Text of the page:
Examining the life and career of Eleanor Roosevelt, wife of the (then) President of the United States, this one-hander focuses on an extended WW2 sojourn in England that allows Alison Skilbeck’s indomitable creation to muse over her life and the events which affected everyone at the time and in the years that followed.

From her relentlessly Panglossian standpoint, the world assumes a mantle of unlimited possibilities – even during such challenging circumstances as her recollections of the Cuban Missile crisis, which almost brought an end to the world and political and social ideals she had fought so determinedly to establish.

Granted official access to personal letters and diaries, Alison Skilbeck’s play paints a seductively comprehensive picture of Mrs Roosevelt’s life, with intimate glimpses of the wife, mother, and ceaseless campaigner for blacks, soldiers (and black soldiers). The advancement of women and their rights – including her espousal of their enfranchisement when it was both a dangerous and socially unacceptable cause – were an equally important element within her purview.

Blessed with boundless energy that proved a curse to all who tried to keep pace with her relentless schedule, she accepted early on the sacrifices required to keep her Sapphic liaisons out of the public eye. During her wartime return to London as a semi-official Ambassador of the President (as a teenager, she had boarded at Allenwood Academy, where she was deeply swayed by its feminist headmistress, Marie Souvestre), her influence was far-reaching and deep-rooted, particularly among women, whose abilities had been largely overlooked until their steely reserves of character began to prove invaluable to the war effort.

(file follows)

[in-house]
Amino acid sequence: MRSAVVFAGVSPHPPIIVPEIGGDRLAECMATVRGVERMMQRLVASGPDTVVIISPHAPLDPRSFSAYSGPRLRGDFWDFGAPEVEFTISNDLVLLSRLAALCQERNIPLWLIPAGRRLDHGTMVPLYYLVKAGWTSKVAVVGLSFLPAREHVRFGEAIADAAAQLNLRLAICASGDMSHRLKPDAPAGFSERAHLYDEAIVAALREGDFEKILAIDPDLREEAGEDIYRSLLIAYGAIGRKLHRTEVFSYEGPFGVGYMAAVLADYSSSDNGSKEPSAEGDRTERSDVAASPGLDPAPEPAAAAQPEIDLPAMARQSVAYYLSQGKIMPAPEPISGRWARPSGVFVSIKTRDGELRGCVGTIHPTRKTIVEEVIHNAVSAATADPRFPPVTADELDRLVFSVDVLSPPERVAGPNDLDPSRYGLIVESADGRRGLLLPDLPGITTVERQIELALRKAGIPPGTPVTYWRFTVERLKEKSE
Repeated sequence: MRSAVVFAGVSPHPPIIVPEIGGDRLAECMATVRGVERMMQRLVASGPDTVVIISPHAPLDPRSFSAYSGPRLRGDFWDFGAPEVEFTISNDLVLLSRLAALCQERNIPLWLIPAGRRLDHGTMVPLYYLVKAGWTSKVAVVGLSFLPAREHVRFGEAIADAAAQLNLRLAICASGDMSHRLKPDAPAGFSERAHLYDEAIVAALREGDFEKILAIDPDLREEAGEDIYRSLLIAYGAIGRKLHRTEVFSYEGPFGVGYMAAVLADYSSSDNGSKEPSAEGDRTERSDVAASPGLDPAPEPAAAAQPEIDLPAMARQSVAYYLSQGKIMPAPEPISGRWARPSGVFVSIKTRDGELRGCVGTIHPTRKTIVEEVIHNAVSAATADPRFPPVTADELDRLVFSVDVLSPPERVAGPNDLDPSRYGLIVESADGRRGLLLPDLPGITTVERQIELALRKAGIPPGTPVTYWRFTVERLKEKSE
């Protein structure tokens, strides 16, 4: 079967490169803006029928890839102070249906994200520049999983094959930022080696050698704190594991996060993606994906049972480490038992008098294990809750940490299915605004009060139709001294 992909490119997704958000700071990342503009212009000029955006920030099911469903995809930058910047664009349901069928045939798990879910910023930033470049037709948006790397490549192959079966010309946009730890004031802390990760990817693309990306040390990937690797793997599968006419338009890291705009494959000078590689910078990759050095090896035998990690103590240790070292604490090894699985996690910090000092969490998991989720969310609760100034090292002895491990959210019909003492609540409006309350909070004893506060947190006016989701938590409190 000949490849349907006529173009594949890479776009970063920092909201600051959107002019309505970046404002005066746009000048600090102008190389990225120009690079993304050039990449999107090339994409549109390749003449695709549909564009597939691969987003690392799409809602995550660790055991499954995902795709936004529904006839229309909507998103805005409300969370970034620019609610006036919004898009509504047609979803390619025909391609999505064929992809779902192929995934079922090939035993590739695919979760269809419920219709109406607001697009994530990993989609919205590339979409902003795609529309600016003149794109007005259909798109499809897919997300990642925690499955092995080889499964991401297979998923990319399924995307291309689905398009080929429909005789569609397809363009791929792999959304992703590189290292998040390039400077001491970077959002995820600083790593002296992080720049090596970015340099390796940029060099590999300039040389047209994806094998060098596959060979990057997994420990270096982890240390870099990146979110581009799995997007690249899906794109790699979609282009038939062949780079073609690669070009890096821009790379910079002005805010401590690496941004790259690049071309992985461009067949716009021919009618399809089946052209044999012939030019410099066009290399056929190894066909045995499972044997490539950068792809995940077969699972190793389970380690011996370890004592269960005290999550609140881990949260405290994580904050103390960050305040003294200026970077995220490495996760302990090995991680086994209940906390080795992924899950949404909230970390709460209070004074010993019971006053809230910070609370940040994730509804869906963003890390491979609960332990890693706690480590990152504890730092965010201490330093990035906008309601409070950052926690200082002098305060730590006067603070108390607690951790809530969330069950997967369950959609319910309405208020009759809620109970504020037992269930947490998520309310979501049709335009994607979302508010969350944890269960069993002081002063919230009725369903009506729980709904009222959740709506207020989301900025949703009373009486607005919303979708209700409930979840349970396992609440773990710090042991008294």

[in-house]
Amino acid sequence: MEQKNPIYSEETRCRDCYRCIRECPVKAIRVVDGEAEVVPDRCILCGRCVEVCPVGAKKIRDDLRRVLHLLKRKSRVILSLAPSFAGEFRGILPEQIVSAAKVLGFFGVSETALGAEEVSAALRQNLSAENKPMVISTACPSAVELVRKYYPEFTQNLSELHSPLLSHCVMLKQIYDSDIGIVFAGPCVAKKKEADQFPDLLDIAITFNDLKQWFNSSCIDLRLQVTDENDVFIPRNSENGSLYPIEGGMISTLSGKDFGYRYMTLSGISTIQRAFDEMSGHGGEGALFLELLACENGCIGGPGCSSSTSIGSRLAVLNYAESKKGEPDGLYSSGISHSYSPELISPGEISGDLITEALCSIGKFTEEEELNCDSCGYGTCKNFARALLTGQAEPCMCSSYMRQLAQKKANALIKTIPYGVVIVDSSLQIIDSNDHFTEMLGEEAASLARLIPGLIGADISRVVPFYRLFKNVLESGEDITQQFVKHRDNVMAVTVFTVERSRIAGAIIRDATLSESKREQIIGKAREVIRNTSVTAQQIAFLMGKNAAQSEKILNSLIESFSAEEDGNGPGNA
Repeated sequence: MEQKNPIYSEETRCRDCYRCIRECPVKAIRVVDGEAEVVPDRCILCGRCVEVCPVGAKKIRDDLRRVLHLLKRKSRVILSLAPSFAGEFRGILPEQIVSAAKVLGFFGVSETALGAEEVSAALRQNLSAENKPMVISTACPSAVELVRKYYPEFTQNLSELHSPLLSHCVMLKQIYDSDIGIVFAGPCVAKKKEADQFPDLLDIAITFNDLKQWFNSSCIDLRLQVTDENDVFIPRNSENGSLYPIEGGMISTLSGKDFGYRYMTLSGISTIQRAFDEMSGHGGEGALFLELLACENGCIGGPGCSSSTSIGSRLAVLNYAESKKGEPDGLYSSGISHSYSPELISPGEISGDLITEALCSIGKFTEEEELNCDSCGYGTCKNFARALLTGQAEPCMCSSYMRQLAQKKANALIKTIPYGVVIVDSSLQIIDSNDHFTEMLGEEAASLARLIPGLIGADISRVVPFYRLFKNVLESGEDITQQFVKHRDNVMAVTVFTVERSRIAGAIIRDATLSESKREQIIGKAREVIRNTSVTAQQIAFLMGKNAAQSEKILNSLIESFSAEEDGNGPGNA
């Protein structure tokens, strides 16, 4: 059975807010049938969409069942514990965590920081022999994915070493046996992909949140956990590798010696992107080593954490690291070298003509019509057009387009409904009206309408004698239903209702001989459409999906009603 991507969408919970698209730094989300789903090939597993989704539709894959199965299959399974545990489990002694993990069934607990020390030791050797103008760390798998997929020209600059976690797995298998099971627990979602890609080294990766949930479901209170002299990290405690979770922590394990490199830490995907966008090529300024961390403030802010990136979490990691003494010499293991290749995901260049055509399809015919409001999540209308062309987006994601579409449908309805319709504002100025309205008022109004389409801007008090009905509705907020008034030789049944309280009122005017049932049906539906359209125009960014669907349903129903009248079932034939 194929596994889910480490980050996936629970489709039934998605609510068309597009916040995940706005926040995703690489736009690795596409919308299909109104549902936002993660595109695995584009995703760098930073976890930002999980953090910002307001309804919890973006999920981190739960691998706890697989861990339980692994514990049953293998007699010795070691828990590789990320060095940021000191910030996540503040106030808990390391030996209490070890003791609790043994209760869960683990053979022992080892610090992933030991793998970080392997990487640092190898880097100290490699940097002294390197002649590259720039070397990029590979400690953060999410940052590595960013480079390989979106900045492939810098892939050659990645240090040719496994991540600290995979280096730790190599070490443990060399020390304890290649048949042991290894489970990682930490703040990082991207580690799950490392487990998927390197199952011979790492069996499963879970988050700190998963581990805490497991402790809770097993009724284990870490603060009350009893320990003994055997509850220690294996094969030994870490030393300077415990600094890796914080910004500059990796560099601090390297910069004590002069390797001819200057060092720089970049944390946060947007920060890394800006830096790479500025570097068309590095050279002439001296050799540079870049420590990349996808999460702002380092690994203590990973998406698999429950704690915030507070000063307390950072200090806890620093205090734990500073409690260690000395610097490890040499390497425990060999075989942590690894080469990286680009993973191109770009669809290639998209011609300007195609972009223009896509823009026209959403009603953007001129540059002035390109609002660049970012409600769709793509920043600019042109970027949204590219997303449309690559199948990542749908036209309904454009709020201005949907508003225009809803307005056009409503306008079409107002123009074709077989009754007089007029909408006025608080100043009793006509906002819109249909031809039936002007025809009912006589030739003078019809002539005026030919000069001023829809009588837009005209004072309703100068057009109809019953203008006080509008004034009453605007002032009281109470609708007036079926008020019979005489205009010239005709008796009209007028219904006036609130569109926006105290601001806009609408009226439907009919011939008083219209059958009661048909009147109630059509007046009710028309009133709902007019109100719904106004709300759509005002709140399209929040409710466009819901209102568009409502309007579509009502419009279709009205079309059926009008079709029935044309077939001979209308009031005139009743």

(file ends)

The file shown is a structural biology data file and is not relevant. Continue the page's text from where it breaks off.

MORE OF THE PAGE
Yes, she could be a rabble-rouser when required: a woman of the people, ‘popular’ in every sense, her influence extended to the highest echelons of power on both sides of the Atlantic and was such that it eventually resulted in the creation of a Declaration of Human Rights.

But she could be as tenacious as she was tender, supporting an incapacitated husband in his bid for the Presidency even though he had been struck down by polio. And, like Hilary Clinton and other First Ladies before and since, she turned a blind eye to her husband’s infidelities.

Her complex personality is convincingly etched in a script peppered with wit and humanity as Alison Skilbeck’s warmly enthusiastic portrayal seduces us into a world that remains largely beyond our ken.

It is a finely-nuanced performance under the direction of Lucy Skilbeck and yet, despite the co-incidence of a mutual surname, the two women are un-related and united only by an intimate, almost intuitively familial, bond by what is required to make the text sing.

Jane Heather provides an economical setting where a chair, a microphone, a hatbox, a trunk and coloured bunting criss-crossing the stage are the only props. The effectiveness of Mrs Roosevelt Flies to London is also greatly enhanced by Emma Laxton’s evocative sound plan and the lighting design of Mark Dymock in a space which proves ideal for such an engrossing pocket history. Sandwiched between the 70th anniversary of the death of Franklin D Roosevelt on April 12 and the 70th anniversary of VE Day on May 8, it could hardly bemore timely.

By Clive Burton